If you are serious about going into business someday, then you might be one of the many who have stumbled upon the sage advice of not leaving your day job yet until your fledgling business has shown some promise.
But I’m not going to talk about that per-se. Instead, I will touch on something that is connected to this topic: How to manage your tax obligations while you are still in transition from employee to businessperson.
Okay, first things first. Let’s start by stating that Bureau of Internal Revenue (BIR) payees are categorized as either:
- Partnerships or corporations
Further, when one talks of a self-employed entity, you can either be a sole proprietor or someone practicing a profession (lawyer, real estate broker) as an individual.
Scenario A: Employee in a company while running your own profession
Those who plan to register at the BIR as either sole proprietors; or partnerships or corporations should first register their names with the DTI or the SEC, respectively.
On the other hand, if you are a running your own profession but do not plan to set up a business entity/trade name, you can simply proceed to the BIR and get your certificate of registration for your profession. Once that is done, you then work on the next BIR requirements, which would include having your own receipts that carry your name and profession, and contact details.
Let us assume that you are a licensed real estate broker who happens to also work full-time in a corporation as manager for marketing of, say, perfumes. If your perfumes company pays you a salary of P150,000 per month, you would be a bit hesitant to resign just so you can start your profession as a real estate broker full-time, right? After all, P150,000 is not exactly pay dirt money, and you reckon that it might take you months to earn the same amount from real estate selling if you let go of the day job immediately.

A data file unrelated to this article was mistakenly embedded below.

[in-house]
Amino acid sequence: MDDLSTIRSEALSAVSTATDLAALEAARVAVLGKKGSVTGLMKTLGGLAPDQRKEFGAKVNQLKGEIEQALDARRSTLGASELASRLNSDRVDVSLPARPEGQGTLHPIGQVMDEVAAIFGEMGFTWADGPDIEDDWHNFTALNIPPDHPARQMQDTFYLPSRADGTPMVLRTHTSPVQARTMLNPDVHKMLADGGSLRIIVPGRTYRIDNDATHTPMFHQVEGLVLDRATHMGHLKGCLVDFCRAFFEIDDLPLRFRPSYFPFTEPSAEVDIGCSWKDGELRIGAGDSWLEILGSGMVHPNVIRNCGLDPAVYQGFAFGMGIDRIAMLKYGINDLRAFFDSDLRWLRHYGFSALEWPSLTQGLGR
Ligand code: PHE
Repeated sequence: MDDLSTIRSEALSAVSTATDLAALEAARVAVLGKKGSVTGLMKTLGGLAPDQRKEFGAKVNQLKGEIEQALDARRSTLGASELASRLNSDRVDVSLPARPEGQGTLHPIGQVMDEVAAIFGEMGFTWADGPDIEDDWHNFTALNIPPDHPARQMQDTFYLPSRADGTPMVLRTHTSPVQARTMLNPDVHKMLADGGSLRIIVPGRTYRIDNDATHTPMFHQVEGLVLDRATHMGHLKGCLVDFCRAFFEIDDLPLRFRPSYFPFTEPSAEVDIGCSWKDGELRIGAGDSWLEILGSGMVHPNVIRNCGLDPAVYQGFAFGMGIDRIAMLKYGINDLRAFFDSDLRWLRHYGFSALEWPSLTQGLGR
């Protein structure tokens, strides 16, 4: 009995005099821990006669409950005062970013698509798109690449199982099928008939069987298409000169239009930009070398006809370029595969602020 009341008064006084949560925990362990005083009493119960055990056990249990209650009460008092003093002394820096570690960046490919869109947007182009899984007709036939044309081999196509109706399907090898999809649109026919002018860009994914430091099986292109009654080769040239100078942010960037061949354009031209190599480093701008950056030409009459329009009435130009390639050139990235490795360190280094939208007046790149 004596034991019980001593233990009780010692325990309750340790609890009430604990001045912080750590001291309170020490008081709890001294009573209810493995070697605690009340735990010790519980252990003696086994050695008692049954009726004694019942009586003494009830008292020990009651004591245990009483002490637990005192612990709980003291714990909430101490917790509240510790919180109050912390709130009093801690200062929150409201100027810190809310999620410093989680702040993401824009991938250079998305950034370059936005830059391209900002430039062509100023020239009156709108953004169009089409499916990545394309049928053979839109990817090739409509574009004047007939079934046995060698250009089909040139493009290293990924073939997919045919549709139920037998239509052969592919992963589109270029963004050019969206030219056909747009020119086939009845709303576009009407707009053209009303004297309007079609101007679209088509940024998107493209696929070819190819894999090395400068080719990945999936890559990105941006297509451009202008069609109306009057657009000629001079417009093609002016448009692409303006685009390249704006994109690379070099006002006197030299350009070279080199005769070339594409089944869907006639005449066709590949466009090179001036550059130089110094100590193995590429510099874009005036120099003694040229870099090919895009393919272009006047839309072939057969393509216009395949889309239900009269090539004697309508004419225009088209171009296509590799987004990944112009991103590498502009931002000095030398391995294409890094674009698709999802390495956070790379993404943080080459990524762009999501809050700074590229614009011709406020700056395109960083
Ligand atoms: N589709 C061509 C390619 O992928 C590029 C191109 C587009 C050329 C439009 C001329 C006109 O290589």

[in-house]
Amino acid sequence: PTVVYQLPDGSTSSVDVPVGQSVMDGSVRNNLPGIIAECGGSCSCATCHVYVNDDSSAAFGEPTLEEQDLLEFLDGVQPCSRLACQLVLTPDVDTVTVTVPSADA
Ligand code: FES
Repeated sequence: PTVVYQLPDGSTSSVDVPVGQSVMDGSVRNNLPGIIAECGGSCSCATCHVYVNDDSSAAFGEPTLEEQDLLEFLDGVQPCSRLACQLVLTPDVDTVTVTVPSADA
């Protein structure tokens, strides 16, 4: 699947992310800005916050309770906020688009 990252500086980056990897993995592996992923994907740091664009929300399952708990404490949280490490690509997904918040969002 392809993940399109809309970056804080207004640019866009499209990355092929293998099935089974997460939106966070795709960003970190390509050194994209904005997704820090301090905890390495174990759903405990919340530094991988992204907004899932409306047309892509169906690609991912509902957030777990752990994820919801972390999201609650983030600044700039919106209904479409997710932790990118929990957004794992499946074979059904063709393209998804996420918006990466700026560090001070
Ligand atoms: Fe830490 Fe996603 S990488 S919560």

Okay, fair enough.
Supposing again that one weekend, you were able to perfect a real estate sale that promised you a commission of P120,000. You are on seventh heaven. So far, so good.
Then it hits you. You suddenly realize that you now are earning from two sources of income. How then will you be dutifully paying your tax obligations from your real estate practice? This is where you need to visit your BIR branch to register your profession.
Why? Well, first of all, the BIR certificate of registration (CoR) is a requirement by some property developers before they could accredit you as a broker.
But before you ever attempt to go to the BIR office, do your homework first. On the BIR’s official website, go to the Tax Information menu and read on the different types of taxes. This way, you can list down all your questions (and I am sure you will have a lot) before you even proceed to the BIR office. More often than not, the first person you will be asked to see is the Office of the Day.
The Officer of the Day is your BIR guru so throw all your questions at him right from the get-go. Just remember though that with the number people queuing at the head/district office, you would not want to come off as insensitive by taking more than, say, 15 minutes of his time. There are at least a couple of items you would want to be clear about, all of which you might want to ask the Officer of the Day to help you with:
- Will you want to be VAT-registered or non-VAT registered? Well, the answer to that, my friend, is: It depends.
- What forms should you be filling out monthly, quarterly or annually so that both your income from the day job as well as your fees/income/commission from your professional services are properly documented and reconciled in all BIR forms?
To err on the side of caution, it is best that you understand what these forms and tax types are. Tax is not exactly an exciting topic. But it can turn into a frightening one if you start missing on your filings.
If I sound like I am part of the BIR, I assure you I am not. I am simply like you—a struggling (okay, wannabe) entrepreneur. But I am speaking from experience here. For a new business, a missed filing can put a dent on your pocket. After all, the standard penalty for late payments is 25 percent of the tax amount due and 20 percent interest per year up until you decide to pay. Oh, there’s such a thing called the compromise penalty as well, but I am not going to go there anymore.
The moral of the story? As far as taxation is concerned, an ounce of prevention is still worth a pound of cure.